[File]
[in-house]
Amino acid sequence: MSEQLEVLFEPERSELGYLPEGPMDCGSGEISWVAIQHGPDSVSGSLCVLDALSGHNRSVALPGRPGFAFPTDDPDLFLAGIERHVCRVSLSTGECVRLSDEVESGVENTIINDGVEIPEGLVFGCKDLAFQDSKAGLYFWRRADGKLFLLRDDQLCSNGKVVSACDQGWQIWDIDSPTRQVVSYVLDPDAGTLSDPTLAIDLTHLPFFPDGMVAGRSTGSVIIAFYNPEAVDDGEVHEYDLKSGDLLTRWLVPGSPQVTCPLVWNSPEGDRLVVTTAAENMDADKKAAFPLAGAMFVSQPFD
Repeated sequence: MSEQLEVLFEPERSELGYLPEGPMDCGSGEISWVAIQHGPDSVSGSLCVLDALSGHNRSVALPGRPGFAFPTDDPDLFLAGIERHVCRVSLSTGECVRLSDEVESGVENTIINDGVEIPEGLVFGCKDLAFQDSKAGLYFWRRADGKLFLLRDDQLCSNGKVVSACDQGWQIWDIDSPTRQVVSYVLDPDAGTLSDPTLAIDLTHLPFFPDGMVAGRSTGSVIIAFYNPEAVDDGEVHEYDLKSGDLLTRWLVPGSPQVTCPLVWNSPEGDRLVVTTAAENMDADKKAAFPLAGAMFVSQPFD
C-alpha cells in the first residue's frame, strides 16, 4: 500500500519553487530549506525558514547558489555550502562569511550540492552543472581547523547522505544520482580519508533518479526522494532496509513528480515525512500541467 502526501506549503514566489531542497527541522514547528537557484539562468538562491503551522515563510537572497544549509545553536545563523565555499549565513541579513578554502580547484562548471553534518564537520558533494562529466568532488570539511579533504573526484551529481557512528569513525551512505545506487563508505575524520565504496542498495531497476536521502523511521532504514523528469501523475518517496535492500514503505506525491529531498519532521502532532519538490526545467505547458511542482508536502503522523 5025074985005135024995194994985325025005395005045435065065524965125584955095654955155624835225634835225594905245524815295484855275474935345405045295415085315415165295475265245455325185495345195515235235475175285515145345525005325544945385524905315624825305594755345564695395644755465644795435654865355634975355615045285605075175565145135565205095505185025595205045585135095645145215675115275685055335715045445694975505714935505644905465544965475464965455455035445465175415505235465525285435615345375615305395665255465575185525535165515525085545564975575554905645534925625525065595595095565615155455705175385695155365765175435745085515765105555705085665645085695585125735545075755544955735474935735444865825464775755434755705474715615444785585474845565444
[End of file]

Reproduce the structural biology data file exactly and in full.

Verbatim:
[in-house]
Amino acid sequence: MSEQLEVLFEPERSELGYLPEGPMDCGSGEISWVAIQHGPDSVSGSLCVLDALSGHNRSVALPGRPGFAFPTDDPDLFLAGIERHVCRVSLSTGECVRLSDEVESGVENTIINDGVEIPEGLVFGCKDLAFQDSKAGLYFWRRADGKLFLLRDDQLCSNGKVVSACDQGWQIWDIDSPTRQVVSYVLDPDAGTLSDPTLAIDLTHLPFFPDGMVAGRSTGSVIIAFYNPEAVDDGEVHEYDLKSGDLLTRWLVPGSPQVTCPLVWNSPEGDRLVVTTAAENMDADKKAAFPLAGAMFVSQPFD
Repeated sequence: MSEQLEVLFEPERSELGYLPEGPMDCGSGEISWVAIQHGPDSVSGSLCVLDALSGHNRSVALPGRPGFAFPTDDPDLFLAGIERHVCRVSLSTGECVRLSDEVESGVENTIINDGVEIPEGLVFGCKDLAFQDSKAGLYFWRRADGKLFLLRDDQLCSNGKVVSACDQGWQIWDIDSPTRQVVSYVLDPDAGTLSDPTLAIDLTHLPFFPDGMVAGRSTGSVIIAFYNPEAVDDGEVHEYDLKSGDLLTRWLVPGSPQVTCPLVWNSPEGDRLVVTTAAENMDADKKAAFPLAGAMFVSQPFD
C-alpha cells in the first residue's frame, strides 16, 4: 500500500519553487530549506525558514547558489555550502562569511550540492552543472581547523547522505544520482580519508533518479526522494532496509513528480515525512500541467 502526501506549503514566489531542497527541522514547528537557484539562468538562491503551522515563510537572497544549509545553536545563523565555499549565513541579513578554502580547484562548471553534518564537520558533494562529466568532488570539511579533504573526484551529481557512528569513525551512505545506487563508505575524520565504496542498495531497476536521502523511521532504514523528469501523475518517496535492500514503505506525491529531498519532521502532532519538490526545467505547458511542482508536502503522523 5025074985005135024995194994985325025005395005045435065065524965125584955095654955155624835225634835225594905245524815295484855275474935345405045295415085315415165295475265245455325185495345195515235235475175285515145345525005325544945385524905315624825305594755345564695395644755465644795435654865355634975355615045285605075175565145135565205095505185025595205045585135095645145215675115275685055335715045445694975505714935505644905465544965475464965455455035445465175415505235465525285435615345375615305395665255465575185525535165515525085545564975575554905645534925625525065595595095565615155455705175385695155365765175435745085515765105555705085665645085695585125735545075755544955735474935735444865825464775755434755705474715615444785585474845565444